12/12/1912: When Mr’s Pankhurst arrived for a Suffragette meeting at the Guildhall the streets were impassable, 20 policemen were on duty at the entrance and the air was filled with the horrible stench of stink-bombs. Although the audience comprised a large opposition who created a good deal of uproar, the noise gradually diminished as her speech advanced and she was perfectly audible. Georgina Brackbenbury who took the chair had more interruption by the sound of a penny trumpet; its owner was a musician who produced notes mournful or joyous according to her words and achieved a flourishing Reveille. Afterwards crowds ringed a motor car waiting outside the Wheeler Street entrance, which had one of its tyres deflated. But Mrs Pankhurst was quietly conducted out by the Guildhall Street entrance and to the Lion Hotel. (Cam.News)
12/3/1930: A crowd of nearly 3,000 massed in front of the loud speaker which Pye Radio had installed in the main window of the Cambridge Guildhall. Business in the market was suspended and the lanes between the stalls were solid with people. In the shops and offices there was a general cessation of work; counters and desks were forsaken and faces appeared at every window. There was a cheer when the Cambridge boat crew drew level and overtook Oxford. Workers hurrying home eagerly bought copies of the special edition of the CDN and pictures are being shown at the Central and Tivoli cinema this evening. (Cam.News)
25/2/1932: Apart from the large hall and council chamber the Cambridge Guildhall is worn out and absolutely unsuitable. The accommodation in every department was deplorable – dark, dismal, horrid, unlit and unhealthy. On Castle Hill there was a fine new building being erected for the County Council who were planning to spend £8,000 on furnishing alone. Never since the war had prices in the building trade been lower; this was the right moment to consider rebuilding, councillors were told. (Cam.News)
4/6/1932: A new Cambridge Guildhall should be built on the corner of East Road and Parkside where the site is three times as large, meeting the requirements of the Corporation for many years. The existing Guildhall on Market Hill should be replaced with shops on the ground floor and offices and flats above, councillors have recommended. (Cam.News)
15/7/1932: Cambridge councillors say the municipal buildings should remain on the Guildhall site and not move to Parkside as had been proposed. It should be a worthy building, not surrounded by shops. With four floors they could provide 70 per cent more accommodation for officials but five would add to the dignity of the building and leave some surplus space that could be let and provide a source of income. But it must not overwhelm the market place. (Cam.News)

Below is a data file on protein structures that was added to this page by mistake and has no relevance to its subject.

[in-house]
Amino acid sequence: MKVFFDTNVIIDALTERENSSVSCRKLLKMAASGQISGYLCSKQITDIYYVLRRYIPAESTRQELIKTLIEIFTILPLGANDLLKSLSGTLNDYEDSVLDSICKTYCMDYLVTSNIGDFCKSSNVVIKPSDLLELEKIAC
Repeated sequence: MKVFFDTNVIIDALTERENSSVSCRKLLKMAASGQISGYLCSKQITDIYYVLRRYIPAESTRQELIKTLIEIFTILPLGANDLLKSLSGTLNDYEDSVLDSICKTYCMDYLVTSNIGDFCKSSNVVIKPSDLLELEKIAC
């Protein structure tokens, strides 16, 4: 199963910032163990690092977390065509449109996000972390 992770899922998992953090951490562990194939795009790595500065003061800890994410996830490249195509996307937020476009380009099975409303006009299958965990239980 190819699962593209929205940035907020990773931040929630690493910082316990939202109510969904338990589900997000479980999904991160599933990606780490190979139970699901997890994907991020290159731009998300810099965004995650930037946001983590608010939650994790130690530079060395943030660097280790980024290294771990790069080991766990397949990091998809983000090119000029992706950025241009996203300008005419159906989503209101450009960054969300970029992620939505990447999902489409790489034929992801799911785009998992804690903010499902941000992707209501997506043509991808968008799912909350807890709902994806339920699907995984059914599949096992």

11/8/1933: The veranda or shelter over the main entrance of the Guildhall was disgustingly dirty and unsafe and should be removed, the Surveyor reported. It had been built in 1878 and the public should get used to the Guildhall without it because it would not be incorporated in the new building. Others said it was a useful shelter and should be maintained at all costs: the Preservation Society would be shocked if they allowed that ancient piece of architecture to be scrapped. (Cam.News)
19/9/1933: Cambridge Guildhall dated back to about 1782 and there had been various extensions. In 1928 the Corporation bought shops in Peas Hill to allow for rebuilding. The possibility of providing shops on the ground floor had been considered but this would not allow sufficient offices for the extra staff needed to cope with their increased duties, an Inquiry was told (Cam.News)
13/3/1935: A packed public meeting at Cambridge Guildhall voted against plans for a new building and called on the council to remodel the front to a more dignified style of architecture. Cambridge was a treasure house of architectural gems and they had no right to hand down to posterity a freak building, a flat and uninteresting example of early 20 th -century abominations. Another motion dealing with the question of shops on the Peas Hill side of the building received scant attention as most of the audience had left before the end. (Cam.News)
10/4/1935: Demolition work on Peas Hill for the new Guildhall has led to an architectural discovery of outstanding interest. It has revealed the residence and business premises of a well-to-do Tudor merchant which was subsequently divided up into a detached and two semi-detached houses. The magnificent front was covered up with lath and plaster in the reign of Queen Anne and finished with mock bricks. Dummy eaves were also added. Now each piece has been carefully taken down and numbered for preservation and re -erection. (Cam.News)